Racing lines were once just a matter of taste. It is only in recent years that the aerodynamic qualities of our cars have been seriously factored into their design. The keen appreciation of downforces in particular in F1 has seen a tight focus applied to all aspects of the way a car cuts through the air. With economy an ever-present concern any and every reduction of drag is calculated down to the nth degree. Adjustable grills and shutters are already a feature of many an up-market model and whilst the sportier end of the motoring market place will always put a premium of a sleek set of lines, the same rationale is guiding more modest designs as well.

Getting tyred

There is probably no one area of F1 tech that is more discussed than the humble tyre – except that when it comes to F1 there is nothing humble about the rubber. There is no immediate crossover between the tyres that we expect to keep their treads for thousands of miles and the sort of super slicks that might make it to 70 miles around a race circuit, but those extreme versions represent the state of an art that is integral to the safety and comfort of every single person on the road. The more we know when it comes to staying grounded the better. There is no one single development that we can point to as a zinger to make this point, but the continual involvement of companies such as Pirelli and Michelin in F1 is not just about the marketing. Progress is not always made in giant leaps, sometimes it is more of a smooth rolling, ongoing process.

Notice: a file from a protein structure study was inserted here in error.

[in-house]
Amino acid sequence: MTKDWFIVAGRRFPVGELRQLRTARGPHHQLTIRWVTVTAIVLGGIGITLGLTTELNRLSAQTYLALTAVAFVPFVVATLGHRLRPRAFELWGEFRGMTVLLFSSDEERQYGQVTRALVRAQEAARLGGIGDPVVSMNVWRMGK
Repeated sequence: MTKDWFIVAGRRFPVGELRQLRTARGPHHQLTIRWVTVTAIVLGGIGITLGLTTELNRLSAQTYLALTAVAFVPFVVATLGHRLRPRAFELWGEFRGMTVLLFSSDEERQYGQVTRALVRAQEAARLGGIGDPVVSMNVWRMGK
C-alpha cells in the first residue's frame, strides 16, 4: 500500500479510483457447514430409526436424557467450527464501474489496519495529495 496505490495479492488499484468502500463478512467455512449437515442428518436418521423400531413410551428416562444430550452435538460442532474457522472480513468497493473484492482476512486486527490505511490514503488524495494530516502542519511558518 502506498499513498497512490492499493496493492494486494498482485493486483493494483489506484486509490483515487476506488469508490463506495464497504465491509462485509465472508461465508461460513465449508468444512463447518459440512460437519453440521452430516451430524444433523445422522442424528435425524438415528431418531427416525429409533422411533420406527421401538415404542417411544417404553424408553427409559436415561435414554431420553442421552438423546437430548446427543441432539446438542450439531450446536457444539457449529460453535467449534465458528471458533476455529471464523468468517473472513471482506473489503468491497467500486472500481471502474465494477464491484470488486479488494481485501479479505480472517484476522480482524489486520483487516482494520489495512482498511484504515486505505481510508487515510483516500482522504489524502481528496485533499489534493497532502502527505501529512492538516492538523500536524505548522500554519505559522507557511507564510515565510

Turbo turn on

Last but not least we turn to the one thing that is perhaps the most recognisable crossover of them all: the turbo. The late 1970s and early 80s are widely recognised as the golden age of the turbo in F1, even though the basic technology is almost as old as the internal combustion engine itself. The names Prost and Senna are redolent of a different age and a different generation of racing, but the take up of turbo technology across the motoring mainstream was near universal. As it happens the turbo is back in vogue in F1, accommodating for the smaller engines and greater fuel efficiency for which sport now calls. Elsewhere, it’s a safe bet that it’s not just the boy racers who are enjoying the benefits of their domestic turbos: everybody loves a turbo.